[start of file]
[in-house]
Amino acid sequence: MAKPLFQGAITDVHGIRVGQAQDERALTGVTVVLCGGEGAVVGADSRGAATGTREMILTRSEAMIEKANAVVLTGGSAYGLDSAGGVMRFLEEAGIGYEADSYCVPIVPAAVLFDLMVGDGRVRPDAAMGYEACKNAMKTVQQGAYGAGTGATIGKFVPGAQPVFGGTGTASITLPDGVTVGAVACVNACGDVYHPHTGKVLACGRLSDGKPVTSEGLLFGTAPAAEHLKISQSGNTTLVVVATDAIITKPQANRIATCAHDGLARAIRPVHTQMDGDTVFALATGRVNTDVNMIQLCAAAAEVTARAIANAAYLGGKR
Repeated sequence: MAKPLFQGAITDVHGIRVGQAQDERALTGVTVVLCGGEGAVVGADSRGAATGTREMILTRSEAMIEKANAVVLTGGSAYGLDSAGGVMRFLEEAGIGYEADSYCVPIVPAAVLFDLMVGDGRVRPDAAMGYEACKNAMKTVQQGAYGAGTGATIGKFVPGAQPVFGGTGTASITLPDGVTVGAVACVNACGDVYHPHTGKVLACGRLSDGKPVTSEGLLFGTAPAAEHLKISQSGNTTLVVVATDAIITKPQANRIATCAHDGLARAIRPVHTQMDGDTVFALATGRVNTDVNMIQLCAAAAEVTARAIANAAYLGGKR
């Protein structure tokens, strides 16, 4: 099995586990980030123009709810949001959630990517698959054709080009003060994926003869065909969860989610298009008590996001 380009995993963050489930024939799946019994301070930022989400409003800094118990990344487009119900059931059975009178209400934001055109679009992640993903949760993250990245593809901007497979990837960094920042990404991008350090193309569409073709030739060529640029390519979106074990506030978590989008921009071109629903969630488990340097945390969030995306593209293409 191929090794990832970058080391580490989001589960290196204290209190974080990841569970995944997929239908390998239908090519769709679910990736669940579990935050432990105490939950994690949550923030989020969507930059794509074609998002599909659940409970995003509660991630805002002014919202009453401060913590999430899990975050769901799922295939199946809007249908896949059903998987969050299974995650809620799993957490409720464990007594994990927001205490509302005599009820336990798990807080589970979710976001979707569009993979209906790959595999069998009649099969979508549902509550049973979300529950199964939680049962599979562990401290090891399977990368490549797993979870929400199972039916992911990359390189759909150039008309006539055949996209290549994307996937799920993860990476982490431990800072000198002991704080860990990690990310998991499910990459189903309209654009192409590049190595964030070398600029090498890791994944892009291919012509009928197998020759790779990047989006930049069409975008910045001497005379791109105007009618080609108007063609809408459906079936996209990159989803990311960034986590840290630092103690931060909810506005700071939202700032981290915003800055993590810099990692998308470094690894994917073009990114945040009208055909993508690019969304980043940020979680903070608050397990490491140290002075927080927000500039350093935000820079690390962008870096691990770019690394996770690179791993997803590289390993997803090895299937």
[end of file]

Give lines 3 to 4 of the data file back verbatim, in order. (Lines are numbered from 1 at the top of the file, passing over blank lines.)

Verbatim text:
Repeated sequence: MAKPLFQGAITDVHGIRVGQAQDERALTGVTVVLCGGEGAVVGADSRGAATGTREMILTRSEAMIEKANAVVLTGGSAYGLDSAGGVMRFLEEAGIGYEADSYCVPIVPAAVLFDLMVGDGRVRPDAAMGYEACKNAMKTVQQGAYGAGTGATIGKFVPGAQPVFGGTGTASITLPDGVTVGAVACVNACGDVYHPHTGKVLACGRLSDGKPVTSEGLLFGTAPAAEHLKISQSGNTTLVVVATDAIITKPQANRIATCAHDGLARAIRPVHTQMDGDTVFALATGRVNTDVNMIQLCAAAAEVTARAIANAAYLGGKR
């Protein structure tokens, strides 16, 4: 099995586990980030123009709810949001959630990517698959054709080009003060994926003869065909969860989610298009008590996001 380009995993963050489930024939799946019994301070930022989400409003800094118990990344487009119900059931059975009178209400934001055109679009992640993903949760993250990245593809901007497979990837960094920042990404991008350090193309569409073709030739060529640029390519979106074990506030978590989008921009071109629903969630488990340097945390969030995306593209293409 191929090794990832970058080391580490989001589960290196204290209190974080990841569970995944997929239908390998239908090519769709679910990736669940579990935050432990105490939950994690949550923030989020969507930059794509074609998002599909659940409970995003509660991630805002002014919202009453401060913590999430899990975050769901799922295939199946809007249908896949059903998987969050299974995650809620799993957490409720464990007594994990927001205490509302005599009820336990798990807080589970979710976001979707569009993979209906790959595999069998009649099969979508549902509550049973979300529950199964939680049962599979562990401290090891399977990368490549797993979870929400199972039916992911990359390189759909150039008309006539055949996209290549994307996937799920993860990476982490431990800072000198002991704080860990990690990310998991499910990459189903309209654009192409590049190595964030070398600029090498890791994944892009291919012509009928197998020759790779990047989006930049069409975008910045001497005379791109105007009618080609108007063609809408459906079936996209990159989803990311960034986590840290630092103690931060909810506005700071939202700032981290915003800055993590810099990692998308470094690894994917073009990114945040009208055909993508690019969304980043940020979680903070608050397990490491140290002075927080927000500039350093935000820079690390962008870096691990770019690394996770690179791993997803590289390993997803090895299937």